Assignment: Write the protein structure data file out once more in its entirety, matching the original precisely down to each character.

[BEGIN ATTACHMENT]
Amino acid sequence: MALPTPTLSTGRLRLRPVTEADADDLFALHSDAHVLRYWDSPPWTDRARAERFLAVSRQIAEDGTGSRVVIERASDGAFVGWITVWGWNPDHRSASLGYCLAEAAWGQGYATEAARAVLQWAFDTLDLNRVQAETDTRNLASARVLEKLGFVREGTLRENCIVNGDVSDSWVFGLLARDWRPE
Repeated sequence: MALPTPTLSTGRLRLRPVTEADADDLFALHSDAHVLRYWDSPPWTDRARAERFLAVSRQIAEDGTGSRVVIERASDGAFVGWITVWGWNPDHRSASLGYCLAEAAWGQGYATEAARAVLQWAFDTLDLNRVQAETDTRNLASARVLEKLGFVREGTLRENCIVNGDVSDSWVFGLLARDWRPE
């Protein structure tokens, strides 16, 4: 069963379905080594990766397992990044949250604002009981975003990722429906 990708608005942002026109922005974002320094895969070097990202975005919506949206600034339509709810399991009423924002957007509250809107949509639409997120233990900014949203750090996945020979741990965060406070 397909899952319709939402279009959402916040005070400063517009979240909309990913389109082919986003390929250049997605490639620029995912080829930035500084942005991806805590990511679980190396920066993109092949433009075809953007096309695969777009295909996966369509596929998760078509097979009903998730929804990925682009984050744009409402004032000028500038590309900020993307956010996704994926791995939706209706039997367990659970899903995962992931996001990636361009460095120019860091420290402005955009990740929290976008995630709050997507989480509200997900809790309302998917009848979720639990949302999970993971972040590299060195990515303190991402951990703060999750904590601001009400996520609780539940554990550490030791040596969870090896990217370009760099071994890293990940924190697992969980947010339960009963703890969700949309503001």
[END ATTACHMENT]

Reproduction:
Amino acid sequence: MALPTPTLSTGRLRLRPVTEADADDLFALHSDAHVLRYWDSPPWTDRARAERFLAVSRQIAEDGTGSRVVIERASDGAFVGWITVWGWNPDHRSASLGYCLAEAAWGQGYATEAARAVLQWAFDTLDLNRVQAETDTRNLASARVLEKLGFVREGTLRENCIVNGDVSDSWVFGLLARDWRPE
Repeated sequence: MALPTPTLSTGRLRLRPVTEADADDLFALHSDAHVLRYWDSPPWTDRARAERFLAVSRQIAEDGTGSRVVIERASDGAFVGWITVWGWNPDHRSASLGYCLAEAAWGQGYATEAARAVLQWAFDTLDLNRVQAETDTRNLASARVLEKLGFVREGTLRENCIVNGDVSDSWVFGLLARDWRPE
């Protein structure tokens, strides 16, 4: 069963379905080594990766397992990044949250604002009981975003990722429906 990708608005942002026109922005974002320094895969070097990202975005919506949206600034339509709810399991009423924002957007509250809107949509639409997120233990900014949203750090996945020979741990965060406070 397909899952319709939402279009959402916040005070400063517009979240909309990913389109082919986003390929250049997605490639620029995912080829930035500084942005991806805590990511679980190396920066993109092949433009075809953007096309695969777009295909996966369509596929998760078509097979009903998730929804990925682009984050744009409402004032000028500038590309900020993307956010996704994926791995939706209706039997367990659970899903995962992931996001990636361009460095120019860091420290402005955009990740929290976008995630709050997507989480509200997900809790309302998917009848979720639990949302999970993971972040590299060195990515303190991402951990703060999750904590601001009400996520609780539940554990550490030791040596969870090896990217370009760099071994890293990940924190697992969980947010339960009963703890969700949309503001």